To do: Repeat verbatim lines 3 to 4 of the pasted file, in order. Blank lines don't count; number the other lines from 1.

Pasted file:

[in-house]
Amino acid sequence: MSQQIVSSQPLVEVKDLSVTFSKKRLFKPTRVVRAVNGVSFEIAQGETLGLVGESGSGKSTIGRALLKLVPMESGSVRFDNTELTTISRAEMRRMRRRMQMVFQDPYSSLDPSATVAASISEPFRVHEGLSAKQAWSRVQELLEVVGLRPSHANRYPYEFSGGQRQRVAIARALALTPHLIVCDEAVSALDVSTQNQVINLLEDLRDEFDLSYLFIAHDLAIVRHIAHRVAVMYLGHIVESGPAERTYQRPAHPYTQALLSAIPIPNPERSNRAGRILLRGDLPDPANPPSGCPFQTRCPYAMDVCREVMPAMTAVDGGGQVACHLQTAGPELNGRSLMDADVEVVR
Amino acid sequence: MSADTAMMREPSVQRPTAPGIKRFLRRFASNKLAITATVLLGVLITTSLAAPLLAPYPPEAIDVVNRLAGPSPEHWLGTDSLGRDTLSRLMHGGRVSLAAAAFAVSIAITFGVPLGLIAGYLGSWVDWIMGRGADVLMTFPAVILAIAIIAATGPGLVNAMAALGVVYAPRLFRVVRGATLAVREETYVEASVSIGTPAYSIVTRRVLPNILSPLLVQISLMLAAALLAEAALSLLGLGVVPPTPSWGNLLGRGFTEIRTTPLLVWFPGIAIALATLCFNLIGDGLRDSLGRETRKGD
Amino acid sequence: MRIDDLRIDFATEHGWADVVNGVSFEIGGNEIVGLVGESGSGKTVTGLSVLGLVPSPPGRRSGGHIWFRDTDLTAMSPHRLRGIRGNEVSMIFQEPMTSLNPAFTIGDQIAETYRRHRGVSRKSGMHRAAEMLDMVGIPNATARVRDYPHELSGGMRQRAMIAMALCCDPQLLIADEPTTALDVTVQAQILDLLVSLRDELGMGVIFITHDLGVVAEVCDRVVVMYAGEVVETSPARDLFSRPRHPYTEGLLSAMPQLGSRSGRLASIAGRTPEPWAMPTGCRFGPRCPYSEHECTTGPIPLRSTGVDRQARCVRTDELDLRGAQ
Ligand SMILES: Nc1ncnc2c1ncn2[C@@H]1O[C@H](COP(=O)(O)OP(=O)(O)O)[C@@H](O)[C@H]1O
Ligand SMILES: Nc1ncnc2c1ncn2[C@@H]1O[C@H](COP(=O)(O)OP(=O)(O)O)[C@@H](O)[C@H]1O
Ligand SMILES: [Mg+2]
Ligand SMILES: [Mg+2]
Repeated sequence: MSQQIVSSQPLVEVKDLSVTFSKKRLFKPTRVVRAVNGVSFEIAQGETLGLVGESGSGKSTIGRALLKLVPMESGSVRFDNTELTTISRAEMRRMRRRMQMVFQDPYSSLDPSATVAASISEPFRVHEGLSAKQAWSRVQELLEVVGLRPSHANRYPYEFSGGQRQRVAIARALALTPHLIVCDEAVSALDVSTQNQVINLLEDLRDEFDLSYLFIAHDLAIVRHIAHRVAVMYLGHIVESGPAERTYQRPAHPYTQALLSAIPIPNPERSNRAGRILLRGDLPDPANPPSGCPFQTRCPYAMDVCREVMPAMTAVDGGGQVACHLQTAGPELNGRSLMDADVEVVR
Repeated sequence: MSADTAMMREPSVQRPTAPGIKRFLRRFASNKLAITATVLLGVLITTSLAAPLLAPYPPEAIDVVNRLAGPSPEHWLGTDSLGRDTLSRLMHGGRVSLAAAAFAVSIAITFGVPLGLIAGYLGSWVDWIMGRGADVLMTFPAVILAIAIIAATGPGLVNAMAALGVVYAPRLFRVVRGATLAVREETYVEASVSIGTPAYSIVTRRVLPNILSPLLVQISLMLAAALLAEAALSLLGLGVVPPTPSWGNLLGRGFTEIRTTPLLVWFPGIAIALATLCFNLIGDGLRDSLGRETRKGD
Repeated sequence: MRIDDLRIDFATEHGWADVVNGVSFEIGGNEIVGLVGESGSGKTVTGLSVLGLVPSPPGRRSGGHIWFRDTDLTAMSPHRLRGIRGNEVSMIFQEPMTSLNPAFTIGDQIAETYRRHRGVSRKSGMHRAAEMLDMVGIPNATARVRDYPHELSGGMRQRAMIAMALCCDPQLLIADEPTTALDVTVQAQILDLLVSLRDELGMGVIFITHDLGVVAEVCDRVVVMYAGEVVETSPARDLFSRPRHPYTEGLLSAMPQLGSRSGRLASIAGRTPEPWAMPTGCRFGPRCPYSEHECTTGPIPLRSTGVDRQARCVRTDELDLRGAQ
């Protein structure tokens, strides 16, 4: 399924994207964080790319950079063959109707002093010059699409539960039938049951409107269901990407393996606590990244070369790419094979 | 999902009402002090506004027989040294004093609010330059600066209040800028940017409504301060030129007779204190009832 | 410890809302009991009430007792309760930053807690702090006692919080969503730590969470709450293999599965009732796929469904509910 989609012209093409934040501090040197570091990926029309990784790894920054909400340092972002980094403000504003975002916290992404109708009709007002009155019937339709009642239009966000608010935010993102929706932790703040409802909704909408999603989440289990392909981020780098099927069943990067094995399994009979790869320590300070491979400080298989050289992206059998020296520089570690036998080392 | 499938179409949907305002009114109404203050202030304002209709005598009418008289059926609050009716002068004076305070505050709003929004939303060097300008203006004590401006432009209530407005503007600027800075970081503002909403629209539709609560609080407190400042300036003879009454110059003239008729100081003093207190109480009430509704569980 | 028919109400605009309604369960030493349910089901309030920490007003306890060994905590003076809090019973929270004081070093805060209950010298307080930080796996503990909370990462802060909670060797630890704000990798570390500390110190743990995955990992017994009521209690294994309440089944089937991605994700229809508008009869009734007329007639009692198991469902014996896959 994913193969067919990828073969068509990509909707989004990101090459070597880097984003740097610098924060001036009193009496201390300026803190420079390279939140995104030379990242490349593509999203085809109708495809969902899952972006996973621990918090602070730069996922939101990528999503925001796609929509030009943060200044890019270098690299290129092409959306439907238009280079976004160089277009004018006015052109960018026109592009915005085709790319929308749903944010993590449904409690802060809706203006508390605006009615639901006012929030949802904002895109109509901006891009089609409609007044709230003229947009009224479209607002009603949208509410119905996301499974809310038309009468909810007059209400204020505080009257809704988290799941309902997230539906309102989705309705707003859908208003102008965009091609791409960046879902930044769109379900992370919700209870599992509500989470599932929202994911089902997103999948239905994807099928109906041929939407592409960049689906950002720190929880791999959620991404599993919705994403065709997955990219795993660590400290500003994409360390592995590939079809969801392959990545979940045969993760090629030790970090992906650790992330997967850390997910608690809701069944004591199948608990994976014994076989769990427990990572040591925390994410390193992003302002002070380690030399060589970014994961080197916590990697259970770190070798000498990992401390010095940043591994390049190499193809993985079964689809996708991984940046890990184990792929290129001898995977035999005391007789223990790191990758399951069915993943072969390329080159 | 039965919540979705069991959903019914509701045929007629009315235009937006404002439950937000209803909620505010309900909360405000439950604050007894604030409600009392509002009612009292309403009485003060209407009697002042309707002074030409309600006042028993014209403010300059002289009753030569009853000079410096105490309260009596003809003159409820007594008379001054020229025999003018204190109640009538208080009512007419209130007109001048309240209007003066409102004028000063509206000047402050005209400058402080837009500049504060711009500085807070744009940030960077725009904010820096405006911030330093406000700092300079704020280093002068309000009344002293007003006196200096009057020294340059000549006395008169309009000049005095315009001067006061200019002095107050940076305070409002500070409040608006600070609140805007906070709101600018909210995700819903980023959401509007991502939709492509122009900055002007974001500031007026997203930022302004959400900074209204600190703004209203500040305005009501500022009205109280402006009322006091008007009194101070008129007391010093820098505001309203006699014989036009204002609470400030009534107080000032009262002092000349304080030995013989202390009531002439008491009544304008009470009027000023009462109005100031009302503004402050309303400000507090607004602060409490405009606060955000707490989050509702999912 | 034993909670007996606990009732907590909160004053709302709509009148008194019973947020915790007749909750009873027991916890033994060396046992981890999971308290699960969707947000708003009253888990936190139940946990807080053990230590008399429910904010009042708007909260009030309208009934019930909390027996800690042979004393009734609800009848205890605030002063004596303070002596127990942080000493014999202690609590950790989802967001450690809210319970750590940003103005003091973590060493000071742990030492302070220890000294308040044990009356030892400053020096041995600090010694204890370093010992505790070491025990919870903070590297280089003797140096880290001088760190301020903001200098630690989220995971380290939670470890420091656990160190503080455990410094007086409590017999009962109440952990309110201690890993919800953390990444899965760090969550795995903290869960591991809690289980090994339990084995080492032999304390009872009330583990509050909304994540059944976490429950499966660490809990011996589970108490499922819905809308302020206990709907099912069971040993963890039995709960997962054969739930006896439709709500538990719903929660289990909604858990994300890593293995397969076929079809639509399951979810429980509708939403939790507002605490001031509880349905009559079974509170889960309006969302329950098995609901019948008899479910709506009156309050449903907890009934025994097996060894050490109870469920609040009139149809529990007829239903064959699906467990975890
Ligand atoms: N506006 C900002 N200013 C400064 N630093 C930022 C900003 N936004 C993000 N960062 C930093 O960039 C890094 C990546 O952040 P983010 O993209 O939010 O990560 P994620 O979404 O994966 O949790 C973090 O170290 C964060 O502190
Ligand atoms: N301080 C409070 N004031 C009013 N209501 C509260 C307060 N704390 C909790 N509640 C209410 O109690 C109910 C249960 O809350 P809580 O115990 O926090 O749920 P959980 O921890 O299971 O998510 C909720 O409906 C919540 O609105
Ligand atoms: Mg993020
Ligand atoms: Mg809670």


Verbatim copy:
Amino acid sequence: MSADTAMMREPSVQRPTAPGIKRFLRRFASNKLAITATVLLGVLITTSLAAPLLAPYPPEAIDVVNRLAGPSPEHWLGTDSLGRDTLSRLMHGGRVSLAAAAFAVSIAITFGVPLGLIAGYLGSWVDWIMGRGADVLMTFPAVILAIAIIAATGPGLVNAMAALGVVYAPRLFRVVRGATLAVREETYVEASVSIGTPAYSIVTRRVLPNILSPLLVQISLMLAAALLAEAALSLLGLGVVPPTPSWGNLLGRGFTEIRTTPLLVWFPGIAIALATLCFNLIGDGLRDSLGRETRKGD
Amino acid sequence: MRIDDLRIDFATEHGWADVVNGVSFEIGGNEIVGLVGESGSGKTVTGLSVLGLVPSPPGRRSGGHIWFRDTDLTAMSPHRLRGIRGNEVSMIFQEPMTSLNPAFTIGDQIAETYRRHRGVSRKSGMHRAAEMLDMVGIPNATARVRDYPHELSGGMRQRAMIAMALCCDPQLLIADEPTTALDVTVQAQILDLLVSLRDELGMGVIFITHDLGVVAEVCDRVVVMYAGEVVETSPARDLFSRPRHPYTEGLLSAMPQLGSRSGRLASIAGRTPEPWAMPTGCRFGPRCPYSEHECTTGPIPLRSTGVDRQARCVRTDELDLRGAQ